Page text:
Crisis in the Philippines: AJWS provides Typhoon Haiyan relief

help_typhoon_survivorsWe’ve all been horrified and saddened by the images in the news since Typhoon Haiyan struck land on November 7 in the Philippines: flattened buildings, smashed boats and displaced people. Families digging through the wreckage of their homes and lives. Parents searching desperately for lost children. One of the most powerful typhoons to hit land in recorded history has left thousands dead and many more homeless and desperate.

In the midst of all this tragedy, AJWS supporters have turned to us to help. Our donors have contributed nearly $500,000 for typhoon survivors, and we have been working around the clock to get this critical funding to people who need it most.

AJWS on the Ground in the Philippines

AJWS has made its first four emergency grants for typhoon relief—$70,000 to three Filipino grassroots organizations and $45,000 to Médecins Sans Frontières (Doctors without Borders), an organization that works closely with local groups in its humanitarian aid.

The three grassroots organizations have been in the country for years and are already on the ground and providing critical services to typhoon survivors, including distributing food and supplies, importing water and sanitation equipment and providing medical treatment. AJWS will make additional grants in the coming days and weeks.

You can donate here, or read more about what our first four grantees are doing to help survivors of Typhoon Haiyan:

Center for Empowerment and Resource Development (CERD)
CERD, based in Quezon City, Philippines, went into action immediately after Typhoon Haiyan subsided. CERD staff conducted a damage and needs assessment in eight coastal villages of Biri and Mondragon municipalities in Northern Samar, and have started distributing food to families in Mondragon. Before the typhoon, CERD’s work was focused on helping local fishermen and women sustainably manage ecosystems that are vital for their survival.

Center for Trade Union and Human Rights (CTUHR)
CTUHR, based in Quezon City, Philippines, is coordinating with local organizations to collect money and donations and set up drop-off centers to distribute them to survivors of the typhoon who are not being reached by national relief efforts. The organization—which, pre-typhoon, documented and monitored human rights violations committed against workers—has an extensive network of partners throughout the country and specifically in some of the hardest hit areas in Southern Leyte and Cebu. These partnerships have enabled CTUHR to organize efficient and rapid response efforts.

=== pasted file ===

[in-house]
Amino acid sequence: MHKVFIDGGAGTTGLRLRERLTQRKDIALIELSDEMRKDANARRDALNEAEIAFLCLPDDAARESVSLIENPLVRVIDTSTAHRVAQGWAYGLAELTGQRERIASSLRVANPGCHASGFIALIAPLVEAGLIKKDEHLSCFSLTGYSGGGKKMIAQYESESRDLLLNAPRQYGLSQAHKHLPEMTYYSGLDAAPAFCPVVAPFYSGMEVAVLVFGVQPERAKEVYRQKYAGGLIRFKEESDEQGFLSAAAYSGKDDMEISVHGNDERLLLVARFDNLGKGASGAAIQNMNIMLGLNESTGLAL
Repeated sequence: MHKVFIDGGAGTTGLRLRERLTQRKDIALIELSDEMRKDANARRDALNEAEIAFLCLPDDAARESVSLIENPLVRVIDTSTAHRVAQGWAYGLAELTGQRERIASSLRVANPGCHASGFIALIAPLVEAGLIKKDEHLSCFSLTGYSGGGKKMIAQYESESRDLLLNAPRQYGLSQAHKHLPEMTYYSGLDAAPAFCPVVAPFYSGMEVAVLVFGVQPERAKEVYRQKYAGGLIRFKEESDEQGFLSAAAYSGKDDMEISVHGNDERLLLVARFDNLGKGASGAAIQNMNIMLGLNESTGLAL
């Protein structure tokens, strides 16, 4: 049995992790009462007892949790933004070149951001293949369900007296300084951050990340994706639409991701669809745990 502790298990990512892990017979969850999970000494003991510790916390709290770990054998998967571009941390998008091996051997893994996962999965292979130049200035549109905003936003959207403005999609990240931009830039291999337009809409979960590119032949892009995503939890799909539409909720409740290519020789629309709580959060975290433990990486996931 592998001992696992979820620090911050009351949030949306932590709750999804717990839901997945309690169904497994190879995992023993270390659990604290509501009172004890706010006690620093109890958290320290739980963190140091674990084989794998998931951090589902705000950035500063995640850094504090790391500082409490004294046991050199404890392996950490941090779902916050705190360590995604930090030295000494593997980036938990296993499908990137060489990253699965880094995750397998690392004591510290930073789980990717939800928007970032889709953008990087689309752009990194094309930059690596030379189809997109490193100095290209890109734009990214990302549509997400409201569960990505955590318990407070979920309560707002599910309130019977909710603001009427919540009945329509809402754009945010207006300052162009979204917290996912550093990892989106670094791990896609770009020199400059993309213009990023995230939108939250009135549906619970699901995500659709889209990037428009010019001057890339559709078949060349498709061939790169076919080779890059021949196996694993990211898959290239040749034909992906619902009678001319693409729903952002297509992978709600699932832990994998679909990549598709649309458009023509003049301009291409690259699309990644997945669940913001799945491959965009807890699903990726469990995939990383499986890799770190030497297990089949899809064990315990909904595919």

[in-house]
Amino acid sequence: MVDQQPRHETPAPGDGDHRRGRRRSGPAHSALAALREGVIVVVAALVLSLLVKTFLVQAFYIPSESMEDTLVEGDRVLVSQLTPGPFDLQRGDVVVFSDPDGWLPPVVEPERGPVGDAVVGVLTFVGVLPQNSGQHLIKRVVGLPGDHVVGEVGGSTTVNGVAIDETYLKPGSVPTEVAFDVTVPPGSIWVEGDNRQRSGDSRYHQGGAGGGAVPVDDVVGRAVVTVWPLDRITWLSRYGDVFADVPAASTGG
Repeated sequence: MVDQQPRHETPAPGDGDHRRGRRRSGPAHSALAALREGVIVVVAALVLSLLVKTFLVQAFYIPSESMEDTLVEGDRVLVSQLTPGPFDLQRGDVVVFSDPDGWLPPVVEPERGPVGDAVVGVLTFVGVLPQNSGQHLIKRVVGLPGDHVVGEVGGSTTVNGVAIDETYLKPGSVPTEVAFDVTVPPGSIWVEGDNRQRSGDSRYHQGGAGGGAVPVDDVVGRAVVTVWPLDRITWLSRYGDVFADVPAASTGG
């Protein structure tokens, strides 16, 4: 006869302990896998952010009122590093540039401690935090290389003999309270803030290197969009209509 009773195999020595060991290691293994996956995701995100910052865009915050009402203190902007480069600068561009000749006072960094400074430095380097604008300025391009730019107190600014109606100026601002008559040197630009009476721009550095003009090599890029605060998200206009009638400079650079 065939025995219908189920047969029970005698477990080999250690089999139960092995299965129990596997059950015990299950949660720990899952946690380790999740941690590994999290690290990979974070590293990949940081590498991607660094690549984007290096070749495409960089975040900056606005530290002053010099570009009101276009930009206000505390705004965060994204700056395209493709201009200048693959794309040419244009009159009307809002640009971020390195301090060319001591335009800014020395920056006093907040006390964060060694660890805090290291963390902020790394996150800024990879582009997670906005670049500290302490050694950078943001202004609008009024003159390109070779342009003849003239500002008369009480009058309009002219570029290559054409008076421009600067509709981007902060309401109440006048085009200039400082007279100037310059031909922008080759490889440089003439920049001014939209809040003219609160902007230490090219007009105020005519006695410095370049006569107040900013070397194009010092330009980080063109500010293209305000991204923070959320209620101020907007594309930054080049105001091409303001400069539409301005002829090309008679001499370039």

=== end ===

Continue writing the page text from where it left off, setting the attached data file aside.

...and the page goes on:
National Union of People’s Lawyers (NUPL)
NUPL, based in Quezon City, Philippines, is collecting donations and transporting food and water to affected areas. Its relief packs consist of ready-to-eat meals, rice, clothing, blankets, tarpaulins and simple shelter materials. It is also sending its members to coordinate the transport and distribution of items and to assess further needs. NUPL is a nationwide, voluntary association of human rights lawyers with a chapter in the Eastern Visayas, the epicenter of the typhoon.

Médecins Sans Frontières (Doctors Without Borders, DWB)
DWB is an international, independent, medical humanitarian organization that delivers emergency aid to people affected by armed conflict, epidemics, natural disasters and exclusion from healthcare. DWB is rapidly scaling up its response to Typhoon Haiyan and will have more than 100 staff in the area in the coming days, including doctors, nurses, surgeons, logisticians, psychologists and water and sanitation experts. Nine planeloads of aid materials—including medical supplies, shelter materials, hygiene kits, and water and sanitation equipment—are being dispatched to the Philippines from DWB warehouses around the world. Three of the planes arrived in Cebu on November 13.

AJWS will make additional grants in the coming weeks and months, and we will provide updates on our grantees’ efforts on the ground. We thank our donors for their generosity in the wake of this terrible tragedy.